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How will a felony DUI affect your constitutional rights?

How will a felony DUI affect your constitutional rights?

| Dec 4, 2020 | D.U.I. |

The state of Alabama has put some serious penalties in place for those convicted of driving under the influence of alcohol. 

In addition to such penalties as heavy fines and suspension of driving privileges, a felony DUI will result in the loss of certain liberties you currently take for granted. 

About a DUI felony

Beginning with a fourth conviction for DUI, or if you already have a previous such conviction, you face a Class C felony. Penalties include a fine of from $4,100 to $10,100, a minimum prison sentence of 366 days with a maximum of 10 years and revocation of your driving privileges for five years. In addition to these penalties, you will also lose a number of constitutional rights. 

Loss of voting and travel restrictions

With a felony conviction on your record, you will join the ranks of more than six million Americans who can no longer vote. You may also lose your passport; in fact, there are certain countries that will not allow you to enter.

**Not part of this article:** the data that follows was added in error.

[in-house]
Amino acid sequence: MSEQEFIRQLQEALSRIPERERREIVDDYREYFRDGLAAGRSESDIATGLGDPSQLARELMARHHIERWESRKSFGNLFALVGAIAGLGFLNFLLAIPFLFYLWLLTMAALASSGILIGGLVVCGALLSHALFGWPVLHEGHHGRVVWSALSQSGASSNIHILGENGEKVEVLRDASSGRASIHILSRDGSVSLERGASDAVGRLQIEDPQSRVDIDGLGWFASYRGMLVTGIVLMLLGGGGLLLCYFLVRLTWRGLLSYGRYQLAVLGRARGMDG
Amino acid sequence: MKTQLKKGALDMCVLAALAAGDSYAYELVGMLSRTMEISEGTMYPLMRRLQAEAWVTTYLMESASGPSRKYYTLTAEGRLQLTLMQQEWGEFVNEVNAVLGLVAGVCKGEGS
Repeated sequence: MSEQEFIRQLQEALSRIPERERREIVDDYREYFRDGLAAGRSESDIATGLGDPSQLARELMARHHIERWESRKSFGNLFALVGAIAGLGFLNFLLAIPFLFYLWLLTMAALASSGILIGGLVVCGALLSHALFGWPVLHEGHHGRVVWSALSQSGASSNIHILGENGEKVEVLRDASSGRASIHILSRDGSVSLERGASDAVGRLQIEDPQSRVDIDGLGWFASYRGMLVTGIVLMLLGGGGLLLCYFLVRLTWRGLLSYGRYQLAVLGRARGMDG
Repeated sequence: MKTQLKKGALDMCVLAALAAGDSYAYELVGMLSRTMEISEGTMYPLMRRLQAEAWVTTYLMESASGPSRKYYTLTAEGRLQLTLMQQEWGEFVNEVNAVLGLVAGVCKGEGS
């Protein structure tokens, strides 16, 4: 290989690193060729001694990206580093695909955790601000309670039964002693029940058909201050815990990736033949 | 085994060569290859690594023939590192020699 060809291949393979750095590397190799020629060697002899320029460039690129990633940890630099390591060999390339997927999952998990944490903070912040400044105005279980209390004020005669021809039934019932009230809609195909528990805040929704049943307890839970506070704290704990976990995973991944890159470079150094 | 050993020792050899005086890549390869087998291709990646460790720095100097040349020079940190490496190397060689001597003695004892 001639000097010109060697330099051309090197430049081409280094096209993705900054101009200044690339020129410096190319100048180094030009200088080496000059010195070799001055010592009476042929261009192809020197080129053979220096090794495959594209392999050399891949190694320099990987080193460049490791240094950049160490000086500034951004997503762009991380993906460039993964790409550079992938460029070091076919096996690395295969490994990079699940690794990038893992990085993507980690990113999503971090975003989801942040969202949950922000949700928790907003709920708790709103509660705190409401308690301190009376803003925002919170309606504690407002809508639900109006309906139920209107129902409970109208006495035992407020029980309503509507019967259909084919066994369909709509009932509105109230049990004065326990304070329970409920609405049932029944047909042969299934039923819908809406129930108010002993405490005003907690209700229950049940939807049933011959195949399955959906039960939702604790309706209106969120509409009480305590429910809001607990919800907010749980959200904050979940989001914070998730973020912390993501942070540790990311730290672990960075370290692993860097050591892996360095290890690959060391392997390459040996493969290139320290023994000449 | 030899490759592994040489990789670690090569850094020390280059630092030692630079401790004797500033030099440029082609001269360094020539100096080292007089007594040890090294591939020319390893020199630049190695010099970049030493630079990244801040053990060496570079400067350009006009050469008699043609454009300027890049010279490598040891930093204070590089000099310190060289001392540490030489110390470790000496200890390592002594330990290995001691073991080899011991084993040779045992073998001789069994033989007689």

Loss of other state and federal benefits

Felons cannot receive federal cash assistance or food stamps. You cannot participate in a federal housing program or receive federal or state grants or supplemental security income. With a felony conviction, you cannot run for office, serve on a jury for seven years nor join the military. Additionally, a felon cannot purchase or own firearms. 

In your defense

Protecting your rights is the premise for building a successful defense. A felony conviction could follow you for life, and you want the best outcome possible for your case. 

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